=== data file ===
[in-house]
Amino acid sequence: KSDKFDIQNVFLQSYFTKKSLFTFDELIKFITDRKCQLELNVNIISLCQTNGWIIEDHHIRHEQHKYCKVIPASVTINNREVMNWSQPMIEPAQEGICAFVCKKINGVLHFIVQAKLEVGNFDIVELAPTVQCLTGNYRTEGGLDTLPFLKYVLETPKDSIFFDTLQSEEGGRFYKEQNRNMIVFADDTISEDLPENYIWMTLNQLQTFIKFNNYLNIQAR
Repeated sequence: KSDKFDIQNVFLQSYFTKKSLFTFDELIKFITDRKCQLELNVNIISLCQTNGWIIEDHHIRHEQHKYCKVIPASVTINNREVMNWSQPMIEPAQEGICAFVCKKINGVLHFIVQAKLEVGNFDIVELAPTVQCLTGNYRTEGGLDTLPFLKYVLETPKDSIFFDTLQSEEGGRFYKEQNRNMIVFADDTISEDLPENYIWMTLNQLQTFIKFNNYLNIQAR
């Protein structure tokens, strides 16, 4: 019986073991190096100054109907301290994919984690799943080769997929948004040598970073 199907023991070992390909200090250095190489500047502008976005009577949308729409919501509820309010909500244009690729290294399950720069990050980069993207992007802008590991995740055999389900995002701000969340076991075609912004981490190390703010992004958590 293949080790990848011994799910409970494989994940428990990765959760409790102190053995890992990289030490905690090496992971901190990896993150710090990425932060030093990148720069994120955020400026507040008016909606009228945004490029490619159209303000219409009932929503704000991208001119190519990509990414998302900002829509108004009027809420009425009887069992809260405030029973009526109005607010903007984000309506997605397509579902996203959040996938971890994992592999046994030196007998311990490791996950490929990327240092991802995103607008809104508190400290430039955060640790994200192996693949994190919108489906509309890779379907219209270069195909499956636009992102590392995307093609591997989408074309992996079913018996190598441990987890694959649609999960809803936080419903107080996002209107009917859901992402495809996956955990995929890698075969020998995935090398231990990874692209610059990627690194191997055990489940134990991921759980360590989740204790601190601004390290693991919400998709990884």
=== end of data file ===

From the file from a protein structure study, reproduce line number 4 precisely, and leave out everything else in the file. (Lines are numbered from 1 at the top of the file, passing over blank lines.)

């Protein structure tokens, strides 16, 4: 019986073991190096100054109907301290994919984690799943080769997929948004040598970073 199907023991070992390909200090250095190489500047502008976005009577949308729409919501509820309010909500244009690729290294399950720069990050980069993207992007802008590991995740055999389900995002701000969340076991075609912004981490190390703010992004958590 293949080790990848011994799910409970494989994940428990990765959760409790102190053995890992990289030490905690090496992971901190990896993150710090990425932060030093990148720069994120955020400026507040008016909606009228945004490029490619159209303000219409009932929503704000991208001119190519990509990414998302900002829509108004009027809420009425009887069992809260405030029973009526109005607010903007984000309506997605397509579902996203959040996938971890994992592999046994030196007998311990490791996950490929990327240092991802995103607008809104508190400290430039955060640790994200192996693949994190919108489906509309890779379907219209270069195909499956636009992102590392995307093609591997989408074309992996079913018996190598441990987890694959649609999960809803936080419903107080996002209107009917859901992402495809996956955990995929890698075969020998995935090398231990990874692209610059990627690194191997055990489940134990991921759980360590989740204790601190601004390290693991919400998709990884």